U.S. Criticizes Countries For Religious Intolerance
01:47 a.m. Sep 10, 1999 Eastern
By Carol Giacomo
WASHINGTON (Reuters) - The United States released its first annual report on religious freedom worldwide Thursday, concluding that much of the world's population lives in countries in which religious freedoms are restricted.
Many of the countries faulted, including China, Afghanistan, Iran and Iraq, regularly show up on the annual U.S. list of overall human rights abusers.
But the new report also criticized some U.S. allies, including Saudi Arabia and Egypt, for intolerance.
"Freedom of religion does not exist" in Saudi Arabia, the report determined, in an unusually blunt and sweeping finding about that major U.S. ally in the Gulf.
Although 144 countries are parties to the International Covenant on Civil and Political Rights, "there remains in some countries a substantial difference between promise and practice," the report, covering the period from January 1998 to June 1999 and written by the State Department, said.
"Much of the world's population lives in countries in which the right to religious freedom is restricted or prohibited," it concluded.
Many nations claim cultural and historical factors for religious intolerance but "at the end of the day there is no good reason for governments to violate religious freedom," Robert Seiple, U.S. ambassador-at-large for international religious freedom, told a news briefing.
The report, based in part on an 18-page questionnaire completed by all U.S. overseas missions, was mandated by Congress and authorizes sanctions against violators of religious freedom. But Secretary of State Madeleine Albright had made no decisions about sanctions or other next steps, officials said.
Religious freedom in the United States was not addressed. Seiple said the United States has "imperfections," but was not the focus of this assessment.
China is cited for persecuting Tibetan Buddhists, Muslim Uighurs and Protestant and Roman Catholics who do not belong to "official" churches.
In Afghanistan, religious freedom is "severely restricted, and the dominant Taliban, a fundamentalist Sunni Muslim group that controls most of the country, persecutes and kills minority Shi'as, the report said.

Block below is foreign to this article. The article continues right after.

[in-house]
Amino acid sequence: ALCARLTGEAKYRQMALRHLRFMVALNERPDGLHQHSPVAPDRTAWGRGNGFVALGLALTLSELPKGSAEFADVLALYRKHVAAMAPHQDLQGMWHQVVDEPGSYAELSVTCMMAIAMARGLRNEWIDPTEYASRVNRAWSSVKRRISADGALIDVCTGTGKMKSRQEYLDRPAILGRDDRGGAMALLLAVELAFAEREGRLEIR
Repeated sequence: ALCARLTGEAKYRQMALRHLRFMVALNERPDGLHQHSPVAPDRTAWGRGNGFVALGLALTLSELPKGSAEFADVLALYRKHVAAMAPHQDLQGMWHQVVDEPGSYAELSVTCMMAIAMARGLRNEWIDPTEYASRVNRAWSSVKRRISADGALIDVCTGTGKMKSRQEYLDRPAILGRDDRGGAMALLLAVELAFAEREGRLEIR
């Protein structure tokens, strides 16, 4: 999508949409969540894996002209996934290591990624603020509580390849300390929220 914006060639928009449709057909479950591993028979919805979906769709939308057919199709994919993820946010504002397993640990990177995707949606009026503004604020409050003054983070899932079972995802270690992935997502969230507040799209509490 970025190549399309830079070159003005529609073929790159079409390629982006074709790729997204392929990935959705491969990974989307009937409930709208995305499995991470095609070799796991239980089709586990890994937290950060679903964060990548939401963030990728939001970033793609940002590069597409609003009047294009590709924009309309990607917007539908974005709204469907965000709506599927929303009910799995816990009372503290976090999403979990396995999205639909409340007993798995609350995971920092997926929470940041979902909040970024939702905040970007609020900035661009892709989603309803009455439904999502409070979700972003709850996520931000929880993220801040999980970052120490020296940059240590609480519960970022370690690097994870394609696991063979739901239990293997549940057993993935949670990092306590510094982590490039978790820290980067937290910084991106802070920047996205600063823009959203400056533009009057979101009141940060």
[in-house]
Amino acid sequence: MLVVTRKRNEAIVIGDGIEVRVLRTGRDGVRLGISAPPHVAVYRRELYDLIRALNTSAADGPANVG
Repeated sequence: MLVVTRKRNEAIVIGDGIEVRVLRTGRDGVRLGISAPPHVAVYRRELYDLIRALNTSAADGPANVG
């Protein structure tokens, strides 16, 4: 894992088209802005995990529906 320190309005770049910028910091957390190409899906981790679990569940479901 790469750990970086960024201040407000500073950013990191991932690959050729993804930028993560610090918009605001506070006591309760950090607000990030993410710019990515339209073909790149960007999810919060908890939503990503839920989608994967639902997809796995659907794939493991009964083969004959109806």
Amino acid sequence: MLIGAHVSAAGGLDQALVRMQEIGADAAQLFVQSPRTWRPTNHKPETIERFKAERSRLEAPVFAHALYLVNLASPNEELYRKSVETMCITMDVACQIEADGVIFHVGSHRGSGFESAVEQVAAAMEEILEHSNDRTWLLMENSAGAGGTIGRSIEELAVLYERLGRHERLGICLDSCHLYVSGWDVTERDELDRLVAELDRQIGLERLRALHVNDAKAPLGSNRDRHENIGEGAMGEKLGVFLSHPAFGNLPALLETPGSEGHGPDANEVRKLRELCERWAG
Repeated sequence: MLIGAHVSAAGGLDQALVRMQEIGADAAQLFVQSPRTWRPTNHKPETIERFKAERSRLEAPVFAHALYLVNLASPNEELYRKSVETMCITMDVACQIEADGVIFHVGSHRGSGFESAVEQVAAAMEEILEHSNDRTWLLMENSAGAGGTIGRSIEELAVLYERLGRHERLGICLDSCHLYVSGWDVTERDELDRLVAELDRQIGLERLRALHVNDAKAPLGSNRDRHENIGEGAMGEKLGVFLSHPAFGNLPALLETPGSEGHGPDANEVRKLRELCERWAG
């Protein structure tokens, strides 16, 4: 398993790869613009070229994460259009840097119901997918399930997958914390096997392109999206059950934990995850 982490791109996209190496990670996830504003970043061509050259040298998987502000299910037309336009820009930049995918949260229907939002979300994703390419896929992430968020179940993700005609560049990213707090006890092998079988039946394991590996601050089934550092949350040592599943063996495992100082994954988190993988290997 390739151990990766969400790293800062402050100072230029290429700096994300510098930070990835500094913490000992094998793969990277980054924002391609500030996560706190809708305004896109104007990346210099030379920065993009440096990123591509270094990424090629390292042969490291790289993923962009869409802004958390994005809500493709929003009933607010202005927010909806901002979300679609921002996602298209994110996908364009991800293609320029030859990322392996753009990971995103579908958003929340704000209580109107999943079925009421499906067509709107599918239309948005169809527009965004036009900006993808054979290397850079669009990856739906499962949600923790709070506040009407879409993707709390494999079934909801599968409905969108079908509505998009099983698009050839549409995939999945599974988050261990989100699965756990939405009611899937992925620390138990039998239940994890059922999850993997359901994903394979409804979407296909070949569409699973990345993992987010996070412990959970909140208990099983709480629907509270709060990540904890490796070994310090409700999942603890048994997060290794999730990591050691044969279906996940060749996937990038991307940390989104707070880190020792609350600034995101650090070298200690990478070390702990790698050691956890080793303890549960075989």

In Saudi Arabia where the government supports the Sunni Muslim majority, members of the Shi'a Muslim minority "are the objects of officially sanctioned political and economic discrimination," the report said, citing instances of arbitrary detention and travel restrictions among other practices.
Conversion by a Muslim to another religion is a crime punishable by death under Islamic law, it said.
There are six million foreigners in Saudi Arabia, including Indians, Egyptians, Pakistanis, Filipinos and Americans, and they, too, have been penalized for their religious beliefs.
In some areas, both Saudi religious police and religious zealots acting on their own "harassed, assaulted, battered, arrested and detained citizens and foreigners," the report said.
It observed that in Egypt, also largely a Muslim country, members of the non-Muslim Christian minority "generally worship without interference, but there is some societal and governmental discrimination."
In China, the report noted that the constitution provides for freedom of religious belief but in practice the government "seeks to restrict religious practice to government-sanctioned organizations and registered places of worship and to control the growth and scope of religious groups."
RAPID GROWTH OF SOME FAITHS
There are signs of increased limits on traditional Chinese religions, like Buddhism and Taoism, as these non-Western faiths have grown rapidly in recent years, the report said.
It noted Beijing's crackdown this year on the Falun Gong religious sect and cited "credible reports of abuse or torture of Buddhist monks and nuns."
The report also said that in recent years some local authorities have subjected worship services of alien residents in China to increased surveillance and restriction.
Concerning NATO ally Turkey, the State Department said "the military and the judiciary, with support from the country's secular elite, continued to wage a private and public campaign against Islamic fundamentalism, which they view as a threat to the secular republic."
Human rights activists and members of an Islamist political party complained that the government was increasingly enforcing a 50-year-old ban on the wearing of religious headwear, including head scarves for women, in state-run facilities, it said.
NEW LAWS ARE DISCRIMINATORY
In Pakistan, the report said "discriminatory" legislation has encouraged an atmosphere of religious intolerance, leading to acts of violence by extremists against members of religious minorities, including Christians, Hindus, Ahmadis and Zikris.
India initially played down a sharp upswing in violence by extremists against religious minorities and their places of worship and the response by state and local prosecutors to these events was "often inadequate," the report said.
Iran was faulted for trying to "eradicate" the Baha'i faith while Iraq was criticized for conducting a campaign of murder, execution and arrests against the Shi'a Muslim population.
In Russia, the report cited concerns about an October 1997 law which was intended to redress a very liberal loosening of restrictions that followed the collapse of communist rule.
©Copyright 1999, Reuterts